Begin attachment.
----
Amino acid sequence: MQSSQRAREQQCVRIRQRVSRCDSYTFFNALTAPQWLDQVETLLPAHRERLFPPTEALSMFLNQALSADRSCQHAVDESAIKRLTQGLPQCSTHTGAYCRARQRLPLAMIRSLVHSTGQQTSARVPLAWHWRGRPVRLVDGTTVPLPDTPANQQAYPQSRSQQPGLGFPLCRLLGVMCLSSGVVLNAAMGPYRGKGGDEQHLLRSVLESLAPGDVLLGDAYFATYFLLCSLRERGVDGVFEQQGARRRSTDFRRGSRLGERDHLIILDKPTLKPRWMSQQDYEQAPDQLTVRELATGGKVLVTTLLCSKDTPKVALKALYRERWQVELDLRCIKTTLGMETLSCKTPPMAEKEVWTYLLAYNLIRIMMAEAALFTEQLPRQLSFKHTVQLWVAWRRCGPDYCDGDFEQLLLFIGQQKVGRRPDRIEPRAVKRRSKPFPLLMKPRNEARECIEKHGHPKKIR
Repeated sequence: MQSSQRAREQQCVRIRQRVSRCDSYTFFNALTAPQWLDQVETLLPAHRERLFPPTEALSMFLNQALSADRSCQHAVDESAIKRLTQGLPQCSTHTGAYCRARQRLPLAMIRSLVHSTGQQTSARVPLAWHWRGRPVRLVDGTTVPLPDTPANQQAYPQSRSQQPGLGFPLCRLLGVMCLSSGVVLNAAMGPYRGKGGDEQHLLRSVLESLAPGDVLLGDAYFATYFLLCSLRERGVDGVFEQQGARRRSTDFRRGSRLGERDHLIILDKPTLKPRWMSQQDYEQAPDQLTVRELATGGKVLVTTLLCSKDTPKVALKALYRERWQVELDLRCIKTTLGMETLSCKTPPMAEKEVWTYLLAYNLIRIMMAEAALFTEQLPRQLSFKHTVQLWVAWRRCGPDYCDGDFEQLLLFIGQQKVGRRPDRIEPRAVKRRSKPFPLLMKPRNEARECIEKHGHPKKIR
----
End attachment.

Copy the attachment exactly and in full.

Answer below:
Amino acid sequence: MQSSQRAREQQCVRIRQRVSRCDSYTFFNALTAPQWLDQVETLLPAHRERLFPPTEALSMFLNQALSADRSCQHAVDESAIKRLTQGLPQCSTHTGAYCRARQRLPLAMIRSLVHSTGQQTSARVPLAWHWRGRPVRLVDGTTVPLPDTPANQQAYPQSRSQQPGLGFPLCRLLGVMCLSSGVVLNAAMGPYRGKGGDEQHLLRSVLESLAPGDVLLGDAYFATYFLLCSLRERGVDGVFEQQGARRRSTDFRRGSRLGERDHLIILDKPTLKPRWMSQQDYEQAPDQLTVRELATGGKVLVTTLLCSKDTPKVALKALYRERWQVELDLRCIKTTLGMETLSCKTPPMAEKEVWTYLLAYNLIRIMMAEAALFTEQLPRQLSFKHTVQLWVAWRRCGPDYCDGDFEQLLLFIGQQKVGRRPDRIEPRAVKRRSKPFPLLMKPRNEARECIEKHGHPKKIR
Repeated sequence: MQSSQRAREQQCVRIRQRVSRCDSYTFFNALTAPQWLDQVETLLPAHRERLFPPTEALSMFLNQALSADRSCQHAVDESAIKRLTQGLPQCSTHTGAYCRARQRLPLAMIRSLVHSTGQQTSARVPLAWHWRGRPVRLVDGTTVPLPDTPANQQAYPQSRSQQPGLGFPLCRLLGVMCLSSGVVLNAAMGPYRGKGGDEQHLLRSVLESLAPGDVLLGDAYFATYFLLCSLRERGVDGVFEQQGARRRSTDFRRGSRLGERDHLIILDKPTLKPRWMSQQDYEQAPDQLTVRELATGGKVLVTTLLCSKDTPKVALKALYRERWQVELDLRCIKTTLGMETLSCKTPPMAEKEVWTYLLAYNLIRIMMAEAALFTEQLPRQLSFKHTVQLWVAWRRCGPDYCDGDFEQLLLFIGQQKVGRRPDRIEPRAVKRRSKPFPLLMKPRNEARECIEKHGHPKKIR